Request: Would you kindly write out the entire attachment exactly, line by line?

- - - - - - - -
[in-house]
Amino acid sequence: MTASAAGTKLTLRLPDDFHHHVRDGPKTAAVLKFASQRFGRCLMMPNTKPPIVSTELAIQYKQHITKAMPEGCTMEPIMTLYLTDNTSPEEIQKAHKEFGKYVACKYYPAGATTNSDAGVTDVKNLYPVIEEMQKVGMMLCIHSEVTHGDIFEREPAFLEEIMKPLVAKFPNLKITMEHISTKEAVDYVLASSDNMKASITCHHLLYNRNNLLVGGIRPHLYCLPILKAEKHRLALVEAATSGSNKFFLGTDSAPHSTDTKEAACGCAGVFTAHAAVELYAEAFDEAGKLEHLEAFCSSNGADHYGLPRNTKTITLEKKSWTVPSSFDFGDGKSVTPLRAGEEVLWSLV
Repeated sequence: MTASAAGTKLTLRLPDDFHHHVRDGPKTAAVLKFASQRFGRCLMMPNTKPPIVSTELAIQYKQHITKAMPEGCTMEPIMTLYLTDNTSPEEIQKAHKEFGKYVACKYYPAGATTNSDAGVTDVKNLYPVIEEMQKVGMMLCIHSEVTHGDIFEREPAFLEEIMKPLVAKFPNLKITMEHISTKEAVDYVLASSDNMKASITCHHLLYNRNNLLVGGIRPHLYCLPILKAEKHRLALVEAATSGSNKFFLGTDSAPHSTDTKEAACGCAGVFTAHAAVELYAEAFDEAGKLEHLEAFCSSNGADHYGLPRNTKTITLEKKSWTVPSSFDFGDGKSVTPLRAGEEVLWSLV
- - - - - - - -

[in-house]
Amino acid sequence: MTASAAGTKLTLRLPDDFHHHVRDGPKTAAVLKFASQRFGRCLMMPNTKPPIVSTELAIQYKQHITKAMPEGCTMEPIMTLYLTDNTSPEEIQKAHKEFGKYVACKYYPAGATTNSDAGVTDVKNLYPVIEEMQKVGMMLCIHSEVTHGDIFEREPAFLEEIMKPLVAKFPNLKITMEHISTKEAVDYVLASSDNMKASITCHHLLYNRNNLLVGGIRPHLYCLPILKAEKHRLALVEAATSGSNKFFLGTDSAPHSTDTKEAACGCAGVFTAHAAVELYAEAFDEAGKLEHLEAFCSSNGADHYGLPRNTKTITLEKKSWTVPSSFDFGDGKSVTPLRAGEEVLWSLV
Repeated sequence: MTASAAGTKLTLRLPDDFHHHVRDGPKTAAVLKFASQRFGRCLMMPNTKPPIVSTELAIQYKQHITKAMPEGCTMEPIMTLYLTDNTSPEEIQKAHKEFGKYVACKYYPAGATTNSDAGVTDVKNLYPVIEEMQKVGMMLCIHSEVTHGDIFEREPAFLEEIMKPLVAKFPNLKITMEHISTKEAVDYVLASSDNMKASITCHHLLYNRNNLLVGGIRPHLYCLPILKAEKHRLALVEAATSGSNKFFLGTDSAPHSTDTKEAACGCAGVFTAHAAVELYAEAFDEAGKLEHLEAFCSSNGADHYGLPRNTKTITLEKKSWTVPSSFDFGDGKSVTPLRAGEEVLWSLV